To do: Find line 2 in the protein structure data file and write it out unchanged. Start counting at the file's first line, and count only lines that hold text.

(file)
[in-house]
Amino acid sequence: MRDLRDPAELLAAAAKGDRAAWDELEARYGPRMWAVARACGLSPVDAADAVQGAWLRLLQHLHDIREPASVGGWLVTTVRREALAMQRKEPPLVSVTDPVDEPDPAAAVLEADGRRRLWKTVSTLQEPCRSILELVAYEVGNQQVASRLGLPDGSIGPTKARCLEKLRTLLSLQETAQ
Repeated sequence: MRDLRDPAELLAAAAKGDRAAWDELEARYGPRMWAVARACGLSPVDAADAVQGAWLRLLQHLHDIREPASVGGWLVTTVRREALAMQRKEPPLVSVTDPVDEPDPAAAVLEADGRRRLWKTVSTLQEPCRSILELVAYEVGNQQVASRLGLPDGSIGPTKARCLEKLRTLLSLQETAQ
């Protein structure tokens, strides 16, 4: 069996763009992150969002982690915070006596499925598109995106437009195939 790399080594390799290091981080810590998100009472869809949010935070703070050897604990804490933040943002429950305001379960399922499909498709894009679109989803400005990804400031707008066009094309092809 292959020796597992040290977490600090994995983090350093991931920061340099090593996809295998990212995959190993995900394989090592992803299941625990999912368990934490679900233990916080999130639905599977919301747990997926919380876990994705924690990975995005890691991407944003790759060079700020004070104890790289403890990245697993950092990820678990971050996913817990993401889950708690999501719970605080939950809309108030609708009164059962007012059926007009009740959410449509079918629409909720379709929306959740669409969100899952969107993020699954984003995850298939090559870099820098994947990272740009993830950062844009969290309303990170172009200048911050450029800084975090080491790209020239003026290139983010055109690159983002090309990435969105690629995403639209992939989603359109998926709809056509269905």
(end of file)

Amino acid sequence: MRDLRDPAELLAAAAKGDRAAWDELEARYGPRMWAVARACGLSPVDAADAVQGAWLRLLQHLHDIREPASVGGWLVTTVRREALAMQRKEPPLVSVTDPVDEPDPAAAVLEADGRRRLWKTVSTLQEPCRSILELVAYEVGNQQVASRLGLPDGSIGPTKARCLEKLRTLLSLQETAQ